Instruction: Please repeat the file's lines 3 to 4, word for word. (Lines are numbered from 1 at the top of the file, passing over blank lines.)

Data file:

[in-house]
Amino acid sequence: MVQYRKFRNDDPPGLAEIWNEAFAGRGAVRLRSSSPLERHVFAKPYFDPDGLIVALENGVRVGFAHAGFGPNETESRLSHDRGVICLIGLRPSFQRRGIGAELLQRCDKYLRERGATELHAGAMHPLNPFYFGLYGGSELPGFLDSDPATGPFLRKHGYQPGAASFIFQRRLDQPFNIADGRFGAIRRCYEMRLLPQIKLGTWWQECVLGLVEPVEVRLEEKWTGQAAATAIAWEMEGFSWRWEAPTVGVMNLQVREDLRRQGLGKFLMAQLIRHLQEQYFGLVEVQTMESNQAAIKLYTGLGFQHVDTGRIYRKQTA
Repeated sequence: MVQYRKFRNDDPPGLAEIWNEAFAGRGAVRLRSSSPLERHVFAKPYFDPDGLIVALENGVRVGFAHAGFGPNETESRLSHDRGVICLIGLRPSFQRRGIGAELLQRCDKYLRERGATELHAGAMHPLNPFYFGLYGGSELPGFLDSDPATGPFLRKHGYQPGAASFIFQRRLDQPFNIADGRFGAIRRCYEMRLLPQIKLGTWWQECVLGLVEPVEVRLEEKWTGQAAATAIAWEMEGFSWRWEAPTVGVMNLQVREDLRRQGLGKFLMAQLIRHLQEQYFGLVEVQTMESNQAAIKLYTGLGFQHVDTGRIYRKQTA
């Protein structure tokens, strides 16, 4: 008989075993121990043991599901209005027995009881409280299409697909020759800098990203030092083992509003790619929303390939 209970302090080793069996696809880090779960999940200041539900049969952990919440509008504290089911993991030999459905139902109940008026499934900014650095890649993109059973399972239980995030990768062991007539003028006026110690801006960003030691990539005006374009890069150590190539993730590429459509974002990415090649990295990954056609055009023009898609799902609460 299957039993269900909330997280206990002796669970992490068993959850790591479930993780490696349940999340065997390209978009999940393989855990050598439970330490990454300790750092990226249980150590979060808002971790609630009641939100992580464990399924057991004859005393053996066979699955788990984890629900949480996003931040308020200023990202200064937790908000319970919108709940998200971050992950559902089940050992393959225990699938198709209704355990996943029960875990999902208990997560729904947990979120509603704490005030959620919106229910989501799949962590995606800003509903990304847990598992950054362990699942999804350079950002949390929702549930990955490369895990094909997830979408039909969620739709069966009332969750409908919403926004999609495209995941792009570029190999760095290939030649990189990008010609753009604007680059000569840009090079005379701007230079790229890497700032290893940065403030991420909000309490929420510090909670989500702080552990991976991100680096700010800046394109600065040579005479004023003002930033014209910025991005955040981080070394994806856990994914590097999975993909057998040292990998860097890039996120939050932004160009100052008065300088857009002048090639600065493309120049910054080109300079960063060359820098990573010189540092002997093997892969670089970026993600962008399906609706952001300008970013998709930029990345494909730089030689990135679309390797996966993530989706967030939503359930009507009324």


Repeated sequence: MVQYRKFRNDDPPGLAEIWNEAFAGRGAVRLRSSSPLERHVFAKPYFDPDGLIVALENGVRVGFAHAGFGPNETESRLSHDRGVICLIGLRPSFQRRGIGAELLQRCDKYLRERGATELHAGAMHPLNPFYFGLYGGSELPGFLDSDPATGPFLRKHGYQPGAASFIFQRRLDQPFNIADGRFGAIRRCYEMRLLPQIKLGTWWQECVLGLVEPVEVRLEEKWTGQAAATAIAWEMEGFSWRWEAPTVGVMNLQVREDLRRQGLGKFLMAQLIRHLQEQYFGLVEVQTMESNQAAIKLYTGLGFQHVDTGRIYRKQTA
């Protein structure tokens, strides 16, 4: 008989075993121990043991599901209005027995009881409280299409697909020759800098990203030092083992509003790619929303390939 209970302090080793069996696809880090779960999940200041539900049969952990919440509008504290089911993991030999459905139902109940008026499934900014650095890649993109059973399972239980995030990768062991007539003028006026110690801006960003030691990539005006374009890069150590190539993730590429459509974002990415090649990295990954056609055009023009898609799902609460 299957039993269900909330997280206990002796669970992490068993959850790591479930993780490696349940999340065997390209978009999940393989855990050598439970330490990454300790750092990226249980150590979060808002971790609630009641939100992580464990399924057991004859005393053996066979699955788990984890629900949480996003931040308020200023990202200064937790908000319970919108709940998200971050992950559902089940050992393959225990699938198709209704355990996943029960875990999902208990997560729904947990979120509603704490005030959620919106229910989501799949962590995606800003509903990304847990598992950054362990699942999804350079950002949390929702549930990955490369895990094909997830979408039909969620739709069966009332969750409908919403926004999609495209995941792009570029190999760095290939030649990189990008010609753009604007680059000569840009090079005379701007230079790229890497700032290893940065403030991420909000309490929420510090909670989500702080552990991976991100680096700010800046394109600065040579005479004023003002930033014209910025991005955040981080070394994806856990994914590097999975993909057998040292990998860097890039996120939050932004160009100052008065300088857009002048090639600065493309120049910054080109300079960063060359820098990573010189540092002997093997892969670089970026993600962008399906609706952001300008970013998709930029990345494909730089030689990135679309390797996966993530989706967030939503359930009507009324």